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PWC to hold public hearing on next year’s budget, which will increase spending

$428.8 million plan would be $5 million more than the budget approved last year


Fayetteville Public Works Commission customers will have a chance to make their voices heard on their hometown utility’s recommended budget for next year, which totals $428.8 million. That’s $5 million more than the budget approved last year.

PWC will hold a public hearing on the 2024 budget at 8:30 a.m. Wednesday. The hearing will be at the PWC offices at 955 Old Wilmington Road during the board’s regular meeting.

To speak during the hearing, residents must sign up with their name and address before the meeting starts on Wednesday. Sign-up is available in person, by fax at 910-829-0207, by email at pwcboard@faypwc.com, or before the meeting in the PWC boardroom between 8 and 8:30 a.m.

The increase in the budget, PWC Chief Financial Officer Rhonda Haskins said during a board meeting earlier this month, is due in part to increased electric, water and sewer rates for customers starting this month. The new rates will impose an additional cost of $13 monthly on the typical household, CityView reported.

Haskins said the increased rates will cover costs that have increased because of inflation, some that are related to large construction projects underway by the N.C. Department of Transportation.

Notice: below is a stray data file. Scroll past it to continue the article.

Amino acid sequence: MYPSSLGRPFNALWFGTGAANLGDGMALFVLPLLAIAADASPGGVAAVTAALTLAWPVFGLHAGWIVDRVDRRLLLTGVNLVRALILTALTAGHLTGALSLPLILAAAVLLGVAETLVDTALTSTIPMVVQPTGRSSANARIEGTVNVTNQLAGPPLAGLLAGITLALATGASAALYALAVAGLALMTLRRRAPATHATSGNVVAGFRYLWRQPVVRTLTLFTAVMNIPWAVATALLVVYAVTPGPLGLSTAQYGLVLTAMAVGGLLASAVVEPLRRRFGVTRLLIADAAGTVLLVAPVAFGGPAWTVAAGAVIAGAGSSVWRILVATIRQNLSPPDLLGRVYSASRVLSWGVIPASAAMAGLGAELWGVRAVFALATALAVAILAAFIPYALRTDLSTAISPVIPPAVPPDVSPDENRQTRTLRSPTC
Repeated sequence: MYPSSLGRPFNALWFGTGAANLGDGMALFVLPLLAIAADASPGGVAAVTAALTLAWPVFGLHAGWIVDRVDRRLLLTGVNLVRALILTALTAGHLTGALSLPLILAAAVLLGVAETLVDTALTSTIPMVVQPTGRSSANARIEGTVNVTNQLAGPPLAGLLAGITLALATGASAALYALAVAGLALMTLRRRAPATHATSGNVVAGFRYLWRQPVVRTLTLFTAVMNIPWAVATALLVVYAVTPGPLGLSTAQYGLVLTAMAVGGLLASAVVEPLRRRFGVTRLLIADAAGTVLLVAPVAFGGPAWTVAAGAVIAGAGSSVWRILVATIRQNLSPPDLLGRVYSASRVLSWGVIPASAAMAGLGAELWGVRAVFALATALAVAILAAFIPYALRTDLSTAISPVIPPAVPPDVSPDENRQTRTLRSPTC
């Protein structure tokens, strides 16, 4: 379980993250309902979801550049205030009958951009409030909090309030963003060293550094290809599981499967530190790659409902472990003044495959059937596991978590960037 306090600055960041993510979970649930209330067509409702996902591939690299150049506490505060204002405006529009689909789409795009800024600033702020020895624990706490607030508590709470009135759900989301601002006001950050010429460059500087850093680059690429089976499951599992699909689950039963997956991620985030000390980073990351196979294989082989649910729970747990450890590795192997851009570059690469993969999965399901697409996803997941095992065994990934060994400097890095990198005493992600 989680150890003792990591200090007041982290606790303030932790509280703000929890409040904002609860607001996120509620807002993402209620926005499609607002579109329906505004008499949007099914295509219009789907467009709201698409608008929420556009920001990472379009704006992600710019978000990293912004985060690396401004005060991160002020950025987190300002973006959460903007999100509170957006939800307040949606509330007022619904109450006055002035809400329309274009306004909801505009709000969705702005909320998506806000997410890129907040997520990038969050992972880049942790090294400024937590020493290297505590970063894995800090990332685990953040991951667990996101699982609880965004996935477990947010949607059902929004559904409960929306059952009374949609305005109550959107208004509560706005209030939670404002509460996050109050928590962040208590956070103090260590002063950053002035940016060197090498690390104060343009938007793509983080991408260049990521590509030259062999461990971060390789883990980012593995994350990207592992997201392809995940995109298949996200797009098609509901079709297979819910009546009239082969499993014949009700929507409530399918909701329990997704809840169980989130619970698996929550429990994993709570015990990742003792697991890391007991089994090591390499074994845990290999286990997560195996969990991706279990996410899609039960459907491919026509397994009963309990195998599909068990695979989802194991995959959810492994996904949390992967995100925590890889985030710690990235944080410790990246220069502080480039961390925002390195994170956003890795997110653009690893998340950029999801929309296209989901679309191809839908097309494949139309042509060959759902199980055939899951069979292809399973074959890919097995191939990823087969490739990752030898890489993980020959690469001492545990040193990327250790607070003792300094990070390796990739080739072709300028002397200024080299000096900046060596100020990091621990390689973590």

“Their estimates that came back were significantly higher” compared to prior estimates, Haskins said.

Future budgets could balloon higher, said PWC interim CEO Mick Noland at the meeting in early May, citing costs associated with upcoming federal regulations on per- and -polyfluoroalkyl substances, or PFAS, in drinking water.

Noland has previously estimated that it will cost $73 million to install filtration technology at PWC’s water plants to comply with the new regulations. It’s estimated to cost another $12 million annually to maintain the new system, CityView reported.

“Once those regulations and those new drinking water standards have come into effect and become enforceable,” Noland said at this month’s meeting, “the clock will start ticking for us to install treatment units to comply with those new limits.”

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Ben Sessoms covers Fayetteville and education for CityView. He can be reached at bsessoms@cityviewnc.com.



Fayetteville, electricity, Public Works Commission, utilities